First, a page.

Abstract

This symposium began in 2002 as a dialogue between Stephen Brookfield, Scipio Colin III and me. The circumstances that brought about the dialogue are indicative of the need for a symposium on race talk among educators and even more specifically among adult educators. At the time, Stephen was at Harvard and because of his work there he was asked to contribute an article to the Harvard Educational Review about racializing the discourse of adult education. As a White male Stephen felt strongly that minority voices should included and proposed inviting several African American academics as well—the topic was important enough to warrant a special issue.

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Aug 13th, 9:00 AM

Racializing The Discourse of Adult Education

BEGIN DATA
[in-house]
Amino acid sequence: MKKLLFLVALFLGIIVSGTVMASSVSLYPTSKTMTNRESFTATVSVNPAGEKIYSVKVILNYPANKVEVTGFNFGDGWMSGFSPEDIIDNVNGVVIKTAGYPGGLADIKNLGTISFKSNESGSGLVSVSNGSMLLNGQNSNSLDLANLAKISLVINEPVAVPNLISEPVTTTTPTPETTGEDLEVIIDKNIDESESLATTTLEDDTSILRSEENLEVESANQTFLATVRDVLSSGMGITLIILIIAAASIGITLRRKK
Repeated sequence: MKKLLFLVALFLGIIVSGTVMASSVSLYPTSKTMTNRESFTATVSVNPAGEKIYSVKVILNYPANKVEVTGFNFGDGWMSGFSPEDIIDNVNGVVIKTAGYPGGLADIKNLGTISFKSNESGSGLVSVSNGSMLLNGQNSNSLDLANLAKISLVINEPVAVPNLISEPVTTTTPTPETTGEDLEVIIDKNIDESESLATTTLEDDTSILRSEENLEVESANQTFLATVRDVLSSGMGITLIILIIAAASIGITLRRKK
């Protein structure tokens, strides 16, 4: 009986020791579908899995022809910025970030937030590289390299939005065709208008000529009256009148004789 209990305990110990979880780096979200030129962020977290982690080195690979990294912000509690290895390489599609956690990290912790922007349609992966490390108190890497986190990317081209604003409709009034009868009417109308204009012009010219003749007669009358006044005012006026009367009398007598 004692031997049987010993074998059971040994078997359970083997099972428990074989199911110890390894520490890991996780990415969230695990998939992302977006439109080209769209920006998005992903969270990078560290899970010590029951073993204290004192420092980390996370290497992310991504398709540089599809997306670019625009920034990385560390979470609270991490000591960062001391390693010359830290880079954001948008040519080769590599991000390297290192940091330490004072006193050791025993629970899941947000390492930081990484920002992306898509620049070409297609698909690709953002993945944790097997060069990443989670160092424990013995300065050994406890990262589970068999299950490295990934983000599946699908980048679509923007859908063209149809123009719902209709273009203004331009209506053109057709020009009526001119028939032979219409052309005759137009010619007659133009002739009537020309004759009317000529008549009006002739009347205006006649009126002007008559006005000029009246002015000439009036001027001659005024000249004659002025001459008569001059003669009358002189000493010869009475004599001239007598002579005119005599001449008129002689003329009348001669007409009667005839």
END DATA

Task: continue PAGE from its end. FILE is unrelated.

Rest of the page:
This symposium began in 2002 as a dialogue between Stephen Brookfield, Scipio Colin III and me. The circumstances that brought about the dialogue are indicative of the need for a symposium on race talk among educators and even more specifically among adult educators. At the time, Stephen was at Harvard and because of his work there he was asked to contribute an article to the Harvard Educational Review about racializing the discourse of adult education. As a White male Stephen felt strongly that minority voices should included and proposed inviting several African American academics as well—the topic was important enough to warrant a special issue.